Uniqueness of Positive Root of Positive Real Number/Positive Exponent

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Theorem

Let $x \in \R$ be a real number such that $x > 0$.

Let $n \in \Z$ be an integer such that $n > 0$.


Then there is at most one $y \in \R: y \ge 0$ such that $y^n = x$.


Proof 1

Let the real function $f: \hointr 0 \to \to \hointr 0 \to$ be defined as:

$\map f y = y^n$

First let $n > 0$.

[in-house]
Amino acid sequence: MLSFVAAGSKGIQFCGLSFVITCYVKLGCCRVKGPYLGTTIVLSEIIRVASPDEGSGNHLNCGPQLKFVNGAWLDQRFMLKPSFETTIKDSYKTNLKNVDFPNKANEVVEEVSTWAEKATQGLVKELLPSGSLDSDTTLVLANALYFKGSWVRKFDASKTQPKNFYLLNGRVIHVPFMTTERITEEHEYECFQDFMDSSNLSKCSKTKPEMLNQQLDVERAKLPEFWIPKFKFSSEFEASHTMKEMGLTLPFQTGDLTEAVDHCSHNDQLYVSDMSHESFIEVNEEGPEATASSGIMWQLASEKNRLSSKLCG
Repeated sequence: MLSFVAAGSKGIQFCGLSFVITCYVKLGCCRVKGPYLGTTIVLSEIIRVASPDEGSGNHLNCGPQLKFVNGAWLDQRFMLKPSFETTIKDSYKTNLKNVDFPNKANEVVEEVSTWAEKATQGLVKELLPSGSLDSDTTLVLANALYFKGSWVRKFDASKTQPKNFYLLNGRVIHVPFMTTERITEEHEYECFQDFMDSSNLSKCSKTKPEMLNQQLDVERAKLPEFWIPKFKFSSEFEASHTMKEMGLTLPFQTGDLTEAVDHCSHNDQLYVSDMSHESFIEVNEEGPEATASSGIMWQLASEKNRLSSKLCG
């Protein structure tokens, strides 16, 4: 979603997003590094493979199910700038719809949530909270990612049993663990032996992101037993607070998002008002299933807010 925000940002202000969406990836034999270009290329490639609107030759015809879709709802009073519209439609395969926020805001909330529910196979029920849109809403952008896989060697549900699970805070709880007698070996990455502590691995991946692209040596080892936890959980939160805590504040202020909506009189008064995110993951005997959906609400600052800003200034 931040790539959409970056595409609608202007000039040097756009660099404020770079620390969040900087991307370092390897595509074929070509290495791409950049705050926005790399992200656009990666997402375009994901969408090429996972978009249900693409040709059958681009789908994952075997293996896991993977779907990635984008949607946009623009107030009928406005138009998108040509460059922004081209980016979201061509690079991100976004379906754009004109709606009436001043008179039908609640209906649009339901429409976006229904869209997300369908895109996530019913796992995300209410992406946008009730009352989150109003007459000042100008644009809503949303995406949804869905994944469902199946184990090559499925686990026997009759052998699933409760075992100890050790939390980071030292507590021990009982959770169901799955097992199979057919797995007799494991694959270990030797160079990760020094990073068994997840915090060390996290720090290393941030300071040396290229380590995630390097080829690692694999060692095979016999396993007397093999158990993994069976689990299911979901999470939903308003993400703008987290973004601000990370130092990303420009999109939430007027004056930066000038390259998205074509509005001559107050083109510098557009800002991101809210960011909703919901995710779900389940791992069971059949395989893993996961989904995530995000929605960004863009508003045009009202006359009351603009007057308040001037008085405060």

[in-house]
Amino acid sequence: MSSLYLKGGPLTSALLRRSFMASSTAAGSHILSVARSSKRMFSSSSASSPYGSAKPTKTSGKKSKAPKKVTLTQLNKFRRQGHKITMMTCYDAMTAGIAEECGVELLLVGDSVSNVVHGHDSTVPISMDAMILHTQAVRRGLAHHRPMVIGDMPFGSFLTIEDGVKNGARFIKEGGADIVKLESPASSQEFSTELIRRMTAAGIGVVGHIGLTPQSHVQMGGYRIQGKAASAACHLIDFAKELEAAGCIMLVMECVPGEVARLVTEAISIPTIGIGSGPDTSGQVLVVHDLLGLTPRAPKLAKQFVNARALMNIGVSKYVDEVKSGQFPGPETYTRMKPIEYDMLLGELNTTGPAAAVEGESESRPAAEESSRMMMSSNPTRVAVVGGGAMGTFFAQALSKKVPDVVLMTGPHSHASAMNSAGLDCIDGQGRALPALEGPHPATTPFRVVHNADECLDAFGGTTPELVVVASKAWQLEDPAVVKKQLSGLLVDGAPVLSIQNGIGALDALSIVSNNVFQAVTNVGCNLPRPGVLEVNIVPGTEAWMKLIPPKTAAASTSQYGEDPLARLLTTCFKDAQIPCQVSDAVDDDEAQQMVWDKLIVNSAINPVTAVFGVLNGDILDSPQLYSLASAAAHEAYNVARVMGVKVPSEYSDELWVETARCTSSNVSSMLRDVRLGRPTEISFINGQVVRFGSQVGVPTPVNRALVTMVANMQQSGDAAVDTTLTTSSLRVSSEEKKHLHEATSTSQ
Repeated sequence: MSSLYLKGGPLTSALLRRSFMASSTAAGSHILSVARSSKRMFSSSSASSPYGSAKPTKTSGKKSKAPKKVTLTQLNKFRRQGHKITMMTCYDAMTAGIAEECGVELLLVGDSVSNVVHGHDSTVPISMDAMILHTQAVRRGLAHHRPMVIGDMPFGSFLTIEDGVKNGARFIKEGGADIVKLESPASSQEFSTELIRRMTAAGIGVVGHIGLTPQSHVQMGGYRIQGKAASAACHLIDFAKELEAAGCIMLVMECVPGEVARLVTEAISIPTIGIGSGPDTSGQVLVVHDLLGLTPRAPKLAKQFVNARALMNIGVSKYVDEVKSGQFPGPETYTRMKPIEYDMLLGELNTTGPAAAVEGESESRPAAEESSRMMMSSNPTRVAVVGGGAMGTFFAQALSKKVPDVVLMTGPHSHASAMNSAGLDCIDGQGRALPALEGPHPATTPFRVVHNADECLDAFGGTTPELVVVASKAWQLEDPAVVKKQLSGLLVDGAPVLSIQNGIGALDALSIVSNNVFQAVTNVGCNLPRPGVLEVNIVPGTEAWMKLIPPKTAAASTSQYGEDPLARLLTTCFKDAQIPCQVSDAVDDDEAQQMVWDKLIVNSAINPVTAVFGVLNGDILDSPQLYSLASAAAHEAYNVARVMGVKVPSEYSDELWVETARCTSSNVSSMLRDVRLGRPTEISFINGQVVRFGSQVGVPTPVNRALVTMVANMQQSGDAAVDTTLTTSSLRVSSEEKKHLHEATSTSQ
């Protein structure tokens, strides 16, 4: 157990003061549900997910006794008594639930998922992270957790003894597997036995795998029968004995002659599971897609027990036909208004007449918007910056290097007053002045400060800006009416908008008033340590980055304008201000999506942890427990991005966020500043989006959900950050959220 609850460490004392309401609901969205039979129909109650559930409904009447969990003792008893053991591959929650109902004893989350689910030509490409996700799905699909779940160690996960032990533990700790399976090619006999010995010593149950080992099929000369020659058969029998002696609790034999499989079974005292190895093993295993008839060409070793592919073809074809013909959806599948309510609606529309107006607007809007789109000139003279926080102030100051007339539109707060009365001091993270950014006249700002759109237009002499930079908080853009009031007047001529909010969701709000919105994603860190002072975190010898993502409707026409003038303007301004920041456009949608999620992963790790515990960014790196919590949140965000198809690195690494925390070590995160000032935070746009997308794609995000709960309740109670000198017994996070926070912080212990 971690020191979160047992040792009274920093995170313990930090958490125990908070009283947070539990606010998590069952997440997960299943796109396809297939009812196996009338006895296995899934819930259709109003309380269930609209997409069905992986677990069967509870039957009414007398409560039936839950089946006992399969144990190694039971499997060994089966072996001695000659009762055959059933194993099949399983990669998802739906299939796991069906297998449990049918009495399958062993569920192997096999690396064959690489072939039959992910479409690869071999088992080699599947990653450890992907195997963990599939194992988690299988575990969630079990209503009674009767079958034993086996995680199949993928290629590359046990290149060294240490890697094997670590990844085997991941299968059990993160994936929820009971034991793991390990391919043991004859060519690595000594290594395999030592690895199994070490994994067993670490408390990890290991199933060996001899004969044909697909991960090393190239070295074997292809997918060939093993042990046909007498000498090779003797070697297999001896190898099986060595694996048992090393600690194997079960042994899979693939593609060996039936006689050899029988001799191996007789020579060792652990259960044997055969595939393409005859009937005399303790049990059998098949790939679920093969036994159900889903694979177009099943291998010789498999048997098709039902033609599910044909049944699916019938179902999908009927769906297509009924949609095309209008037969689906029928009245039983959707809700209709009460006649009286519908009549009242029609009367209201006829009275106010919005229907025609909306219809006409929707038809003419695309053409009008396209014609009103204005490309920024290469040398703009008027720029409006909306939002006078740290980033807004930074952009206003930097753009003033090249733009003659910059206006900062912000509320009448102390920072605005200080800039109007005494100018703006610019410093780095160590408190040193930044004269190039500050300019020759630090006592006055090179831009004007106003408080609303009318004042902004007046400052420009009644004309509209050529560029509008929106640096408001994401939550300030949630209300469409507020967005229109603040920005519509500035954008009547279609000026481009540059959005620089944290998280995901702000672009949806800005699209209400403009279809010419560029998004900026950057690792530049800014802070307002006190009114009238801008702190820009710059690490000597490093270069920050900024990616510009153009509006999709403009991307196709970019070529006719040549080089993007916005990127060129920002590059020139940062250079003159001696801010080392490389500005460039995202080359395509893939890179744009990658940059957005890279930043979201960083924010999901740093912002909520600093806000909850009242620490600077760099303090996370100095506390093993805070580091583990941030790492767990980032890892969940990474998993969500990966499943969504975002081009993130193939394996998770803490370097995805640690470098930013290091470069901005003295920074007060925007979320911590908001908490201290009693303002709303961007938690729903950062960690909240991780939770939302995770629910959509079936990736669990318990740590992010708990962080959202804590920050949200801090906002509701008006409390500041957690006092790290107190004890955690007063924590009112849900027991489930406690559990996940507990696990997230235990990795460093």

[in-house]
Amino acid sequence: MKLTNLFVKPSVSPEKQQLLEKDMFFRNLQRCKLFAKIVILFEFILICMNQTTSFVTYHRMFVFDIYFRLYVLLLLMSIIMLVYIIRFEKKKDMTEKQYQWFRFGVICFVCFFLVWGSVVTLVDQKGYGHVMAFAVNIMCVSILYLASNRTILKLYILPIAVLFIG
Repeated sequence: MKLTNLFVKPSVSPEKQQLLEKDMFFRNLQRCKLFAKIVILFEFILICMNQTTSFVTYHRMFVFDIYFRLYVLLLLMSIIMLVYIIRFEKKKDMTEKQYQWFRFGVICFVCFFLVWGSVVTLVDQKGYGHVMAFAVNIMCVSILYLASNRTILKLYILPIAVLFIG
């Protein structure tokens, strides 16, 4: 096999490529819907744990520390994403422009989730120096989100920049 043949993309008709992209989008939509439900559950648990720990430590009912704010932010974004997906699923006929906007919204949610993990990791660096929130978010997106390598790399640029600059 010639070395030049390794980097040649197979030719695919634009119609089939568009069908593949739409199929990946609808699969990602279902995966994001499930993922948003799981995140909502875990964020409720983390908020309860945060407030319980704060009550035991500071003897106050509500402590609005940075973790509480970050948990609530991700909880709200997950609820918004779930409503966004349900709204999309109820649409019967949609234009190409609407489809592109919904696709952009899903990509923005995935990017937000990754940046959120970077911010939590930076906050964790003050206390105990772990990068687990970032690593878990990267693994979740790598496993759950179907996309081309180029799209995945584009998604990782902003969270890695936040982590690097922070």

By Identity Mapping is Order Isomorphism, the identity function $I_\R$ on $\hointr 0 \to$ is strictly increasing.

We have that:

$\map f y = \paren {\map {I_\R} y}^n$

By Product of Positive Strictly Increasing Mappings is Strictly Increasing, $f$ is strictly increasing on $\hointr 0 \to$.

From Strictly Monotone Mapping with Totally Ordered Domain is Injective:

there is at most one $y \in \R: y \ge 0$ such that $y^n = x$.

$\blacksquare$


Proof 2

We have that:

$0 < y_1 < y_2 \implies y_1^n < y_2^n$

so there exists at most one $y \in \R: y \ge 0$ such that $y^n = x$.

$\blacksquare$